1847 Japanese Edo Period Woodblock Map of the Izu Islands (Tokyo or Edo)
Description: An extraordinary find, this is a c. 1847 Tokugawa Period Japanese woodblock nautical chart of the Izu Islands (伊豆諸島 Izu-shoto). Oriented to the East, this map covers from Chiba, Kanagawa, and Sagami Bay southwards as far as Miyake and Mikurajima Islands. Traditionally referred to as the "Izu Seven" (伊豆七島 Izu Shichito?), the Izu Islands are officially part of modern day Tokyo. Though many are uninhabited nature preserves, some of the Ize Islands host large town and villages. This map notes the locations of various shrines, towns, rivers, temples, and identifies local production specialties. With minimal inland detail this map can best be interpreted as a traditional Japanese nautical chart. Notes nautical routes and many offshore features including dangerous reefs and shoals. Though undated the latest information on this map dates to 1847 and the whole is stylistically consistent with our advertised date of c. 1847.
Date: c. 1847 (undated)
Cartographer: Japanese cartography appears as early as the 1600s. Japanese maps are known for their exceptional beauty and high quality of workmanship. Early Japanese cartography has its own very distinctive projection and layout system. Japanese maps made prior to the appearance of Commodore Perry and the opening of Japan in the mid to late 1850s often have no firm directional orientation, incorporate views into the map proper, and tend to be hand colored woodblock prints. This era, from the 1600s to the c. 1855, which roughly coincides with the Tokugawa or Edo Period (1603-1886), some consider the Golden Age of Japanese Cartography. Most maps from this period, which followed isolationist ideology, predictably focus on Japan. The greatest cartographer of the period, whose work redefined all subsequent cartography, was Ino Tadataka (1745 -1818). Ino's maps of Japan were so detailed that, when the European cartographers arrived they had no need, even with their far more sophisticated survey equipment, to remap the region. Later Japanese maps, produced in the late Edo and throughout the Meiji period, draw heavily upon western maps as models in both their content and overall cartographic style. While many of these later maps maintain elements of traditional Japanese cartography such as the use of rice paper, woodblock printing, and delicate hand color, they also incorporate western directional orientation, projection systems, and structural norms. Click here for a list of Japanese maps.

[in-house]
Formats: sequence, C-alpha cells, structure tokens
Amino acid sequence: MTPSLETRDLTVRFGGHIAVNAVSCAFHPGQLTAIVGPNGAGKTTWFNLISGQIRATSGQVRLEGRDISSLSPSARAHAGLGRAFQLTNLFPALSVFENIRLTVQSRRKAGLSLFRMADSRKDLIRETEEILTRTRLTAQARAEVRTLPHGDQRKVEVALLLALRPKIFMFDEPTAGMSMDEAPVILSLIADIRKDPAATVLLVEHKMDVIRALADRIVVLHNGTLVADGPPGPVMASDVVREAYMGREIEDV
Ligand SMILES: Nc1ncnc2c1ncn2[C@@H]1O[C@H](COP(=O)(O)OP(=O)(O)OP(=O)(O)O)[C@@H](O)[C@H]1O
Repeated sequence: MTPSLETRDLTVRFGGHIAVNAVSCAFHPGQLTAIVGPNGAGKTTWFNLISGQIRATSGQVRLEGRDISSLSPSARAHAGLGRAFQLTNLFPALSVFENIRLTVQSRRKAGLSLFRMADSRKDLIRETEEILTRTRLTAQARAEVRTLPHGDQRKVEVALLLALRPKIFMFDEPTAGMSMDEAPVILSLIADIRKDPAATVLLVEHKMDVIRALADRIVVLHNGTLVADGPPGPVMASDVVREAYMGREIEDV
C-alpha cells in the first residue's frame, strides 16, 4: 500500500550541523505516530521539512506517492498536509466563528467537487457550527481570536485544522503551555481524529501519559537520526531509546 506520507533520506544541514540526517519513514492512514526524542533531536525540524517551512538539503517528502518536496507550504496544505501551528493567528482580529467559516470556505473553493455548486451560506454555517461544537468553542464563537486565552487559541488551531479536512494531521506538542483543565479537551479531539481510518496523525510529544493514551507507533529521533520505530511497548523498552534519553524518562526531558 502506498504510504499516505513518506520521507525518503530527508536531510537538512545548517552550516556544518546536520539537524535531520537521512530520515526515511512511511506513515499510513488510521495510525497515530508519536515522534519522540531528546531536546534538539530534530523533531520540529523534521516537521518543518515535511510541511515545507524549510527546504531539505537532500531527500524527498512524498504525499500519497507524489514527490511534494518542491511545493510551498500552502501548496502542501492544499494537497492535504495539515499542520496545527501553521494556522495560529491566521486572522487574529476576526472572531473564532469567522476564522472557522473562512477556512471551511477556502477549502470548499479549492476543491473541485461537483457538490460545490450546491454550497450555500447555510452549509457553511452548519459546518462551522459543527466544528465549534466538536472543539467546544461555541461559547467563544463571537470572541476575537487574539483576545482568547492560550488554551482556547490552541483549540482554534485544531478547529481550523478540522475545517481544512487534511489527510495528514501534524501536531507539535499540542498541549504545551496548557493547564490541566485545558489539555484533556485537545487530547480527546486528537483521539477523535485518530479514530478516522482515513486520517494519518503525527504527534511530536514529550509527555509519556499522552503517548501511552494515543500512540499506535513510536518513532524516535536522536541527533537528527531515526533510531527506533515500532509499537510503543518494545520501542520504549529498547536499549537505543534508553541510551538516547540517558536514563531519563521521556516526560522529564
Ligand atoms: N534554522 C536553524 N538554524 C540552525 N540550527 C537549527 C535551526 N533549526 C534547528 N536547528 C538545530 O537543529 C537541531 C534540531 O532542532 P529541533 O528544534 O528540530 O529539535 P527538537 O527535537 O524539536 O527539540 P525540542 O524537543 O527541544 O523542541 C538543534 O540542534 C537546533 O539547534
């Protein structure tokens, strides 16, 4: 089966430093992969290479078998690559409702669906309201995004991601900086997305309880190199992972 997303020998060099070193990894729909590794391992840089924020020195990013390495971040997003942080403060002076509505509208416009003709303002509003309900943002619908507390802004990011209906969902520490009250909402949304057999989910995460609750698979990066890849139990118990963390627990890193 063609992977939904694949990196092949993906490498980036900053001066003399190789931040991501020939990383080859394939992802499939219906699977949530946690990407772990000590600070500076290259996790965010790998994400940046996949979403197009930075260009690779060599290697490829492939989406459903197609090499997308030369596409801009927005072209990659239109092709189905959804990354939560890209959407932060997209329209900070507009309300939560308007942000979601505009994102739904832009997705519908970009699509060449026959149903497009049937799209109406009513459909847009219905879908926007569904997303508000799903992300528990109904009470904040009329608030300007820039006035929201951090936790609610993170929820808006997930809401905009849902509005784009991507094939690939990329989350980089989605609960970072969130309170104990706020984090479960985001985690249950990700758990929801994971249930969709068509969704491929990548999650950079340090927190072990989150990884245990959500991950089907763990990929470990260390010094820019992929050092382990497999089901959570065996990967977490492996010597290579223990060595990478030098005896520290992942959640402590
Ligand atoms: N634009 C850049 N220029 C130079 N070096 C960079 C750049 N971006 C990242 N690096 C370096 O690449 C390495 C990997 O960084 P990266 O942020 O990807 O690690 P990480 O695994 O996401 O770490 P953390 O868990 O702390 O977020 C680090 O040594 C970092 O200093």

Size: Printed area measures 41.5 x 30 inches (105.41 x 76.2 centimeters)
Condition: Very good. Some fold splitting but would repair beautifully - not that repair is really necessary, it is a beautiful chart that would display fine as is. Folds into original paper binder.
Code: IsuIslands-japanese-1730 (to order by phone call: 646-320-8650)